ALPENA - Thirteen-year-old Thunder Bay Junior High student Keegan Liske created an online petition calling to "re-re-improve school lunches." Liske was inspired to develop and write his own version of the Declaration of Independence, calling it the declaration of school, in response to the drastic changes in schools lunch options.
Liske said the new menus are now too small and unsatisfying for active students, and offer unfair proportions for low income families. Liske said he has many reasons for starting the petition, but overall he is unhappy with the unfilling smaller lunch sizes and the governments approach to fight childhood obesity.
"The new federal law limits school lunches to 750-850 calories with health restrictions and limiting lunch sizes. Many students are unhappy about it," he said. "We found in the beginning of the year that foods that were offered in the past are no longer an option. They even started handing us packets for sauces limiting how many we take."
Alpena Public Schools implemented the changes this year in accordance with the Healthy Hunger - Free Kids Act, but Jan Faulman, food service director, who addressed the APS Board of Education last month, said the new components schools are required to offer are healthier, but ultimately more costly.
"There is a big change in calorie ranges. In the past we had a minimum never a maximum, it really hindered the menus. Healthy eating is terribly more expensive," Faulman said. " Kids are coming home starving because they didn't have enough to eat. What we're doing in Alpena, when kids eat their first meal we invite them back for fresh fruits and vegetables, on us, to help them fill up a little."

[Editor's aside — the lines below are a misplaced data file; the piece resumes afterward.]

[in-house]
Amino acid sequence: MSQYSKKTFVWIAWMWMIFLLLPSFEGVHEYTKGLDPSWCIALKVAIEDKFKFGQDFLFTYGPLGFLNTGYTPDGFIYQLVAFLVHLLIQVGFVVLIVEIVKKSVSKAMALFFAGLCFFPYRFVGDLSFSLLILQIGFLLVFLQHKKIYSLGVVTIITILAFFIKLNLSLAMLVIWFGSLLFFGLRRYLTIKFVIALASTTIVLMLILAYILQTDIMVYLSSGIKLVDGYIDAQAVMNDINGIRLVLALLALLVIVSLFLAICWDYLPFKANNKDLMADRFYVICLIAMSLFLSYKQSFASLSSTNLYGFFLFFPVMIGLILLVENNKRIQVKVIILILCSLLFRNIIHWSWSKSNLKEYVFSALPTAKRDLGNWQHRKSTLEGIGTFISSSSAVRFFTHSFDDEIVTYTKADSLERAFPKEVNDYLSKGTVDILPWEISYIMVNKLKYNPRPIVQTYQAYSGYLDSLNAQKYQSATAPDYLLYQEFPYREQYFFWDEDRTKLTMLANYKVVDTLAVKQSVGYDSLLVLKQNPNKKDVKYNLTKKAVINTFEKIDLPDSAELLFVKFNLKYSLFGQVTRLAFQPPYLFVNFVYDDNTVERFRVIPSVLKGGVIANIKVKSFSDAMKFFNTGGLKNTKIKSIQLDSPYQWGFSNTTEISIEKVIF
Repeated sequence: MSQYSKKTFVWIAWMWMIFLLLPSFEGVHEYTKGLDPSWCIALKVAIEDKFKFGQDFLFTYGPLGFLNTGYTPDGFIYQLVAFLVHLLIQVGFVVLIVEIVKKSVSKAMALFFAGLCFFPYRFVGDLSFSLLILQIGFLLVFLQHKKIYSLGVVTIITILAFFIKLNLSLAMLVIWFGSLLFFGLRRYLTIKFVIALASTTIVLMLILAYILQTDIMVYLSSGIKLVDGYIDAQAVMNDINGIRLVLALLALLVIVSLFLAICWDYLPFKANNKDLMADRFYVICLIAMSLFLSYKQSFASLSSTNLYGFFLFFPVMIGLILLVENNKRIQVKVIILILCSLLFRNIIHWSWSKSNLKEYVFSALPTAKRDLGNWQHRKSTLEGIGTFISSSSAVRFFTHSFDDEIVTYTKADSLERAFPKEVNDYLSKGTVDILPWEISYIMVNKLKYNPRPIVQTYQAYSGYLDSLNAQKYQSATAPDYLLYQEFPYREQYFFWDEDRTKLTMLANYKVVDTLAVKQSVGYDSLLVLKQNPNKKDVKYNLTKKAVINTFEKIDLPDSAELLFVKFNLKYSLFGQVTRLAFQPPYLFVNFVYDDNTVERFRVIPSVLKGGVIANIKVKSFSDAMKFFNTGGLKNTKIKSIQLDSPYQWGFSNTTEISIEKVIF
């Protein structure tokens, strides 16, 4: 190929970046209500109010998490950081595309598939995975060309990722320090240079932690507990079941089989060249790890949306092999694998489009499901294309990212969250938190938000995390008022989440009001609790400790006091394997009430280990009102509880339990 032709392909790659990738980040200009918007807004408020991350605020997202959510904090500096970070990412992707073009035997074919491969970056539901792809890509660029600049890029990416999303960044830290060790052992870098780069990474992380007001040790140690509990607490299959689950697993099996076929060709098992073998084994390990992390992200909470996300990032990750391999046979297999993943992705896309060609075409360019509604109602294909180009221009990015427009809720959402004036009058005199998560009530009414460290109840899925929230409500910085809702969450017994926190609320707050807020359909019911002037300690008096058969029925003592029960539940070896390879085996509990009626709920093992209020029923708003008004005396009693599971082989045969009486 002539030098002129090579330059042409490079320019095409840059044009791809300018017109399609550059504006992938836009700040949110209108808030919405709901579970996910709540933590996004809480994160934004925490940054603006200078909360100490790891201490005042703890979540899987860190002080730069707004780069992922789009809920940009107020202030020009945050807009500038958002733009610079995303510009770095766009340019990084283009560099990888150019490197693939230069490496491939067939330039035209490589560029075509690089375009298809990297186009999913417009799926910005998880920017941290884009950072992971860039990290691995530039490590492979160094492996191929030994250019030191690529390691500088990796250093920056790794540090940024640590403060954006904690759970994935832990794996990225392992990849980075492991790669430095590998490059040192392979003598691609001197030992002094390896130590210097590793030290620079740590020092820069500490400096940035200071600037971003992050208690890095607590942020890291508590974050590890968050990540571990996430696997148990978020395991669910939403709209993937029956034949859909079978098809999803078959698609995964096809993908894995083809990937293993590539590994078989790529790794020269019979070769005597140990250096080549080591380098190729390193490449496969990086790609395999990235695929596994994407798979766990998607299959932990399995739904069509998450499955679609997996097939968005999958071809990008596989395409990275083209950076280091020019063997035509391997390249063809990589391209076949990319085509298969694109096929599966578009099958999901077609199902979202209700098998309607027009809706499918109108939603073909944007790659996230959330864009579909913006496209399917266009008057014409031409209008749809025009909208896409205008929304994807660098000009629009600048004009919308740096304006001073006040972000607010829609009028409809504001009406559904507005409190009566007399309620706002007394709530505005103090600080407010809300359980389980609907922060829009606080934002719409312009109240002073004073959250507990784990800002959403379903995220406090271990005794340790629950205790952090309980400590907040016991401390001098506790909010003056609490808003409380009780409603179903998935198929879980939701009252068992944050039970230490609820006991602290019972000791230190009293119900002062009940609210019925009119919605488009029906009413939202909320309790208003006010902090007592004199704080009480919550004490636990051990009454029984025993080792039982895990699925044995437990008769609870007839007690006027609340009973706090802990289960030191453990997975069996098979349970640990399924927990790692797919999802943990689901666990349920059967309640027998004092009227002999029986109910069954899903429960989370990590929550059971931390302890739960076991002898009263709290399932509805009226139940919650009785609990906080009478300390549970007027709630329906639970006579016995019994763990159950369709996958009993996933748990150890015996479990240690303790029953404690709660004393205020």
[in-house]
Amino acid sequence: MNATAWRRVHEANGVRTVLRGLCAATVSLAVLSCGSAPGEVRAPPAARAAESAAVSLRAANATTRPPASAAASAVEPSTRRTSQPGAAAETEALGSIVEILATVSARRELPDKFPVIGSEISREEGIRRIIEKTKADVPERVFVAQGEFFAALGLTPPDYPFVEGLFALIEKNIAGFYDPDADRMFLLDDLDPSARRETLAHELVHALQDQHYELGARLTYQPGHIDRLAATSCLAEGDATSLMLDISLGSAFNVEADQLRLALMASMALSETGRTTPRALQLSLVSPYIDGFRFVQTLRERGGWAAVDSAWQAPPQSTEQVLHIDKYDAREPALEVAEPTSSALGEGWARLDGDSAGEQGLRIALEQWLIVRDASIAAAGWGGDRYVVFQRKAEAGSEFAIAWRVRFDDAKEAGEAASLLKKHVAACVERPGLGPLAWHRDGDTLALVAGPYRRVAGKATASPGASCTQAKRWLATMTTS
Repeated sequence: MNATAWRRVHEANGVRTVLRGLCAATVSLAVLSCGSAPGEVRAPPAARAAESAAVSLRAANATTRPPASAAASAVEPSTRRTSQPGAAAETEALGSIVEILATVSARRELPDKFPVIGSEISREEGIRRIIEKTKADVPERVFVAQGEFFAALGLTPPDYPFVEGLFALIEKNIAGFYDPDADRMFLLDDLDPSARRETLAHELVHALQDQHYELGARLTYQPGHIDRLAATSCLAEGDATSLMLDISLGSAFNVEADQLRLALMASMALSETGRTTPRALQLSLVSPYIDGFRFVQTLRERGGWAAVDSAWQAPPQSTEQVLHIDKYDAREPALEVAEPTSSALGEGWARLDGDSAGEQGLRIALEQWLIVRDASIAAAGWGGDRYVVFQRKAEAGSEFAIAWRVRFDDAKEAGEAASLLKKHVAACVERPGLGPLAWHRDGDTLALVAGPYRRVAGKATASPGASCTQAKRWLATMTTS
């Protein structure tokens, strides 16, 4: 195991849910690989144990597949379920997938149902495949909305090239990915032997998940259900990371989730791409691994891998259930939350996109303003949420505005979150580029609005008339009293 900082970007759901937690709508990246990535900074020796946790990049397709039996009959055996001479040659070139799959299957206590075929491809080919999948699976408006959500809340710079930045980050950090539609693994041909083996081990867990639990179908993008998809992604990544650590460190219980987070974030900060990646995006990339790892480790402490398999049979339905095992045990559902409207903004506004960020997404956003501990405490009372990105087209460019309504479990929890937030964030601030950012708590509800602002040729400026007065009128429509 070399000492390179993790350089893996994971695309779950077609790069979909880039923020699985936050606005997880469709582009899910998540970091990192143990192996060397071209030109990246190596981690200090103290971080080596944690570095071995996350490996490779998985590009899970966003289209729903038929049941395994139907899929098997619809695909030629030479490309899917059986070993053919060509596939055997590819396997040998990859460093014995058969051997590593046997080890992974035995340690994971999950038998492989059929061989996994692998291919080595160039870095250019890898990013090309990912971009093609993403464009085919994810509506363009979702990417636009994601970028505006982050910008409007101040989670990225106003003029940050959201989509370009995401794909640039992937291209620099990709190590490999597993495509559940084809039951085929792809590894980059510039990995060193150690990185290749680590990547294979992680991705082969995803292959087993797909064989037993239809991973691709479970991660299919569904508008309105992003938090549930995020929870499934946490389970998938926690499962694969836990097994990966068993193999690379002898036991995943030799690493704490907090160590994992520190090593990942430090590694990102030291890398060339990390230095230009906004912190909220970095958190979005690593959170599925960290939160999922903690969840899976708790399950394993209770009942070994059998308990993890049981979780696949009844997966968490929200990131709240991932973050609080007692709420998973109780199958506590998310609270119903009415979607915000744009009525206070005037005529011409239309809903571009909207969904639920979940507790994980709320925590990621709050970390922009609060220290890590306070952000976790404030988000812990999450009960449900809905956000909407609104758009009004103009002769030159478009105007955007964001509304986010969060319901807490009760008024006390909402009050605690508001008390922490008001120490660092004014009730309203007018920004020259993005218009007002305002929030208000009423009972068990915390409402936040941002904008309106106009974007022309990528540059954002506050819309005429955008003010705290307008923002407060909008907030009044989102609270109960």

In response to the changes, Liske started drafting a petition. However, he waited until after the election to move forward with his online petition, which will be delivered to the Michigan State Senate, the United States House of Representatives, and President Barack Obama.
"My friends kept telling me we should do something about this. So we started drafting a petition. Elijah Adams and Bobby Marceau helped with the rough draft and gave their opinion on what should be included," he said. "We have 76 signatures on our hard copy petition, but I stopped passing it around during the election because I was unsure of Romney's choice on lunches."
After the election, Liske implemented an online petition in an attempt to reach more people. His goal is to receive 1,000 signatures, moving his concerns from a local level to a national obligation.
"This way anyone else who is angered by it can have their say in it too," he said. "I'm fine with healthy foods, but many kids are throwing away fruits and vegetables that they don't like and are forced to take. There are better ways of fighting childhood obesity - invest in sports or let's get moving activities."
Liske said fast food restaurants and inactivity are leading causes in obesity, not school lunches. He said if the government would like to work toward healthier lifestyles then investing in school sports or activity programs to encourage movement would be a positive step, instead of limiting calories.
"(According to Feeding America.org), over 26.7 percent of kids, over 20 million children in the U.S., face food insecurity, which means that lunch may be their only meal of the day. Many lunches are so small in size and also calories, many kids who live in poverty and face food insecurity aren't getting enough to eat," he said. Overall, I would like to see health foods continue at schools, but push our calorie sizes up so we can have bigger lunches, especially for those less fortunate."
The online petition to "re-re-improve" school lunches is available on signon.org/sign/the-declaration-of-school.
Emily Siegmon can be reached via e-mail at email@example.com or by phone at 358-5687.